The cases, out of Wisconsin and Maryland, had the potential to reshape political maps across the country by sanctioning or restricting states' ability to draw districts for one party's political advantage.
Republicans created the Wisconsin map after winning full control of the state government in 2011, the first time either party had done that in more than 40 years. Republicans said that type of self-sorting made it virtually impossible to draw a map without creating some heavily Democratic urban districts. In closely divided states like New Hampshire and North Dakota - where U.S. Senate races can be decided by only a few hundred votes - Republican lawmakers have passed voter restrictions that make it harder for Democratic populations to cast ballots.
"The court reasonably could have concluded that a preliminary injunction would have been against the public interest, as an injunction might have worked a needlessly 'chaotic and disruptive effect upon the electoral process, '" the court wrote. The voters contend that Democrats in Annapolis violated their First Amendment rights with the 2011 redistricting by punishing them for their GOP voting history.
Election reformers in both parties had hoped the justices would stop a growing trend in which parties that control state legislatures use the process of redrawing electoral districts after the U.S. census every decade to tighten their grip on power by diluting the clout of voters who tend to support the rival party.
Monday's decision only focused on whether an injunction should have been granted to toss out the boundaries. It now goes back to the lower courts for trial.
The drawing of lines for electoral districts must build community across partisan divides rather than divide people by mutable political identities. Americans remain broadly opposed to gerrymandering; according to a September study from the Campaign Legal Center, 73% of respondents did not want any partisan bias in how districts are drawn, even when it's in favor of their own party.
During oral argument in March, the court's liberal justices said Democrats clearly went too far when they redrew a congressional district won for two decades by a conservative Republican so he would lose in a landslide in 2012.More news: Colombia's James Rodriguez will not start vs. Japan after calf injury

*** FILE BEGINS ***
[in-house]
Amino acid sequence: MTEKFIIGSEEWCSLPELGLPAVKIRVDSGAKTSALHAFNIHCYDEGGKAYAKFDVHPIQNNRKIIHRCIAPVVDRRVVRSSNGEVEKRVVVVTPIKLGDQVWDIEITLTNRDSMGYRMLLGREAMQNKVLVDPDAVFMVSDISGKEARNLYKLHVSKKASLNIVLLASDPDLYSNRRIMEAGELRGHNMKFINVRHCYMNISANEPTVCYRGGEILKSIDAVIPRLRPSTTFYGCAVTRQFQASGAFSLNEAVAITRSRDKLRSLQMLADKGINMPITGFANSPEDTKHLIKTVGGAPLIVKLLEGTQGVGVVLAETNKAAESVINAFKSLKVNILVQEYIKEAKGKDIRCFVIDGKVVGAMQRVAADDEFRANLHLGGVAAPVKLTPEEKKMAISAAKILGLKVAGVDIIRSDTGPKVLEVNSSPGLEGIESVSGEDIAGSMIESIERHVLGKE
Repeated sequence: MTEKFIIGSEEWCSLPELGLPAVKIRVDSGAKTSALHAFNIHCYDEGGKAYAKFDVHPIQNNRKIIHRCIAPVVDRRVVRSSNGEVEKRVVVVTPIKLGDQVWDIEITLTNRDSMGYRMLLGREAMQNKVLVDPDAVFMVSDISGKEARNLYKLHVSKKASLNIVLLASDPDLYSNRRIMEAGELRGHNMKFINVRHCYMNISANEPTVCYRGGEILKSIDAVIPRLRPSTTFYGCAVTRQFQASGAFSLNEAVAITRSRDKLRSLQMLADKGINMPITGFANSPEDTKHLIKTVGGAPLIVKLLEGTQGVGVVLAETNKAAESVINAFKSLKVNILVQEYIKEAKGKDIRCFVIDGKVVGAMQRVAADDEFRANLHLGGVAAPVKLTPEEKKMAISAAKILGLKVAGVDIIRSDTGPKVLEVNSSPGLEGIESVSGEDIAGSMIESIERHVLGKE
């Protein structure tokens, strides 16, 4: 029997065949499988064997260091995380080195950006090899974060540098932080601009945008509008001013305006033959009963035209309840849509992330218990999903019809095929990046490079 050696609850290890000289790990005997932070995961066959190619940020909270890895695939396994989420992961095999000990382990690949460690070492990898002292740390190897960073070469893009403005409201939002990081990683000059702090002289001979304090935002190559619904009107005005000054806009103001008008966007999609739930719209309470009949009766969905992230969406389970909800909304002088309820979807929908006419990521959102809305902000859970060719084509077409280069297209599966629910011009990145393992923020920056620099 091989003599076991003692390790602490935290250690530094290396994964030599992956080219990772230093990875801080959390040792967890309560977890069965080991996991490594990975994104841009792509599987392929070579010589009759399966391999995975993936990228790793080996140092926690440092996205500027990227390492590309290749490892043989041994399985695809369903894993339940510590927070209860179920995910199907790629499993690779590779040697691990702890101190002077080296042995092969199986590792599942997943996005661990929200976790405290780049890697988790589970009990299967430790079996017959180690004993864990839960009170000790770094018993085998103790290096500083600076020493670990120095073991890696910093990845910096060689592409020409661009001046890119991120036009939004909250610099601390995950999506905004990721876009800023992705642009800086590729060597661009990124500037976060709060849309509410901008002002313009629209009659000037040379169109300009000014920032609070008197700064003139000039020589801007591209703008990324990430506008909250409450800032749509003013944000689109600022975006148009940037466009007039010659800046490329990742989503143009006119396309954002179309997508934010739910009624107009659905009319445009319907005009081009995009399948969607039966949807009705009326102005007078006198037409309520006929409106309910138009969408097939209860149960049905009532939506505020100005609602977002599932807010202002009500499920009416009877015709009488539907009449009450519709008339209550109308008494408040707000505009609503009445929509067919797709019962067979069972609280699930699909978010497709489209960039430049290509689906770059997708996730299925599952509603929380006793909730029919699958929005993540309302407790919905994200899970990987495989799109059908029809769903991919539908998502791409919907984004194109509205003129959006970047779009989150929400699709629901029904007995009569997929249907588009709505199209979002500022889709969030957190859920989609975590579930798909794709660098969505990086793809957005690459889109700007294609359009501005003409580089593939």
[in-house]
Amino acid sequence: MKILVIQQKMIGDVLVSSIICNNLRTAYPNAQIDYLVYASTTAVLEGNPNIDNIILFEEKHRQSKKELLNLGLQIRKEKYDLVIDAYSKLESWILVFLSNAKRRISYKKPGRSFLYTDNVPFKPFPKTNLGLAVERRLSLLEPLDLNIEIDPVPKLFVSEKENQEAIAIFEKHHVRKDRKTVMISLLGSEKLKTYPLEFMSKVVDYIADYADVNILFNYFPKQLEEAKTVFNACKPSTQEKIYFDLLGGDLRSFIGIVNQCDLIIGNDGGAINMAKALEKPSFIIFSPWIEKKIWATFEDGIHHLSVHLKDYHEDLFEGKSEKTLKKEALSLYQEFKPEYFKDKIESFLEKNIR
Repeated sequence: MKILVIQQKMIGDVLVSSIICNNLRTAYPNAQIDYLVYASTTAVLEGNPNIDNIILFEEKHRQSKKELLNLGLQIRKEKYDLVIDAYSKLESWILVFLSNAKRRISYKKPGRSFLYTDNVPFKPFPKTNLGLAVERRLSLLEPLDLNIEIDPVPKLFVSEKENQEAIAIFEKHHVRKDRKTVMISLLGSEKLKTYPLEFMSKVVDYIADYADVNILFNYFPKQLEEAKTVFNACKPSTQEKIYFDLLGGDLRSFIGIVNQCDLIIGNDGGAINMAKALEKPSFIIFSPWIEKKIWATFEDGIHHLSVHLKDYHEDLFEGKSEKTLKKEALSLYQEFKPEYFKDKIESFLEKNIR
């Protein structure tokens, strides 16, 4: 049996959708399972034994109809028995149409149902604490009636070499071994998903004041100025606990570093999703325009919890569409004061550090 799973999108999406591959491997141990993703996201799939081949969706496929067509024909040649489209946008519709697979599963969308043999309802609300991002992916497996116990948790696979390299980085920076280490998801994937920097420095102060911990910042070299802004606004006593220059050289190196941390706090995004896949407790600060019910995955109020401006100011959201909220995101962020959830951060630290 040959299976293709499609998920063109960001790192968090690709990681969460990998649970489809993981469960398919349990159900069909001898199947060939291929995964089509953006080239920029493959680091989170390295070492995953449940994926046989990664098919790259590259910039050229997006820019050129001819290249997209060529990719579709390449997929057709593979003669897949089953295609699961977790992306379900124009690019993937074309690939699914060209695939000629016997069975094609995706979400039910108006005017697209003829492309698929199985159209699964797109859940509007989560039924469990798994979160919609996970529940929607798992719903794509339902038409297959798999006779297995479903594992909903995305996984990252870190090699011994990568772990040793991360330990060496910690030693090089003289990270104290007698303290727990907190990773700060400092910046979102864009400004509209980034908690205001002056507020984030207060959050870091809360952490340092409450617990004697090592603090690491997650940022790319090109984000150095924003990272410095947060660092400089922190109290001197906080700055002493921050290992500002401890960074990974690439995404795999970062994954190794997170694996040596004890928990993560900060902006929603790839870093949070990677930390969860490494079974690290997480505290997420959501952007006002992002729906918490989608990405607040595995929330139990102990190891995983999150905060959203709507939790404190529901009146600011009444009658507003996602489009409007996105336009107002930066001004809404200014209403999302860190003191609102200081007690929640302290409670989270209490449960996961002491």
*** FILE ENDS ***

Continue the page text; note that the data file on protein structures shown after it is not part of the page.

Instead of deciding the constitutional question, however, the court unanimously said that the plaintiffs in the lead case from Wisconsin had not shown that they had suffered the kind of injury that would allow them standing to seek intervention from the courts. Those new standards convinced the Pennsylvania state supreme court to overturn its congressional map as a partisan gerrymander, as well as a federal three-judge panel in North Carolina, which will likely head to the Supreme Court this fall.
Gaddie was hired by Wisconsin Republicans in the course of drawing the state's legislative maps, but, in 2017, he filed a friend of the court brief against the Republicans in the Supreme Court case.
The cases were closely watched around the country, including in OH, where the state's Republican-controlled state government implemented a similarly partisan remap when it redrew congressional district lines in 2011. "This Court is not responsible for vindicating generalized partisan preferences", Chief Justice John Roberts wrote in an opinion all his colleagues joined, which returned the case to a lower court to consider whether the Wisconsin plaintiffs could show their individual votes had been burdened.
Second, the decisions do nothing to the power of state courts to stop partisan gerrymandering under state constitutions. Many believed the justices might use "standing" - or the legal right to bring a case - as an off ramp to avoid the merits in the case.
The plaintiffs alleged that they had a personal stake in the case, "but never followed up with the requisite proof", Roberts wrote.
Critics say Ohio's practice will disproportionately affect minorities, the elderly, and poor voters who move from place to place.
"This is definitely not the end of the road", said Sachin Chheda, director of the Fair Elections Project which organized and brought the lawsuit.
"We just know it is not democratic", Gaddie said, "and therefore despicable, but we don't know if it's illegal".